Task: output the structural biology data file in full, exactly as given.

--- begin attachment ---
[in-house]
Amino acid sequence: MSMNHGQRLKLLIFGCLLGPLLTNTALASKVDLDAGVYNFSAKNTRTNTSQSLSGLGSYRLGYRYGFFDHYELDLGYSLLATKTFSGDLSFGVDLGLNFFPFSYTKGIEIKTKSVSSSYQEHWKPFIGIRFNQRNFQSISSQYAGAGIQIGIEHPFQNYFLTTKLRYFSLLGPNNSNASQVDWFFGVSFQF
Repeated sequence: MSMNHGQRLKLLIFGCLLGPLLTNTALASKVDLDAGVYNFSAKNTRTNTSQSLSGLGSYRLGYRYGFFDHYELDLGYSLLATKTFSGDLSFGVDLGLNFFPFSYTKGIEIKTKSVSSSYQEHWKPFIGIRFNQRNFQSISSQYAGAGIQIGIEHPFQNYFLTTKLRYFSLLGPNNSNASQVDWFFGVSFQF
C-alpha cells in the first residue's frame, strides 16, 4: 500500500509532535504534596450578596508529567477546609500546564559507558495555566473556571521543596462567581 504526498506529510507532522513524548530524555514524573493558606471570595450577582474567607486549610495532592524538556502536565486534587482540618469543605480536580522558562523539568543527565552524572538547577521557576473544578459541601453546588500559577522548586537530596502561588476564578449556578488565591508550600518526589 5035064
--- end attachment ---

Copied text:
[in-house]
Amino acid sequence: MSMNHGQRLKLLIFGCLLGPLLTNTALASKVDLDAGVYNFSAKNTRTNTSQSLSGLGSYRLGYRYGFFDHYELDLGYSLLATKTFSGDLSFGVDLGLNFFPFSYTKGIEIKTKSVSSSYQEHWKPFIGIRFNQRNFQSISSQYAGAGIQIGIEHPFQNYFLTTKLRYFSLLGPNNSNASQVDWFFGVSFQF
Repeated sequence: MSMNHGQRLKLLIFGCLLGPLLTNTALASKVDLDAGVYNFSAKNTRTNTSQSLSGLGSYRLGYRYGFFDHYELDLGYSLLATKTFSGDLSFGVDLGLNFFPFSYTKGIEIKTKSVSSSYQEHWKPFIGIRFNQRNFQSISSQYAGAGIQIGIEHPFQNYFLTTKLRYFSLLGPNNSNASQVDWFFGVSFQF
C-alpha cells in the first residue's frame, strides 16, 4: 500500500509532535504534596450578596508529567477546609500546564559507558495555566473556571521543596462567581 504526498506529510507532522513524548530524555514524573493558606471570595450577582474567607486549610495532592524538556502536565486534587482540618469543605480536580522558562523539568543527565552524572538547577521557576473544578459541601453546588500559577522548586537530596502561588476564578449556578488565591508550600518526589 5035064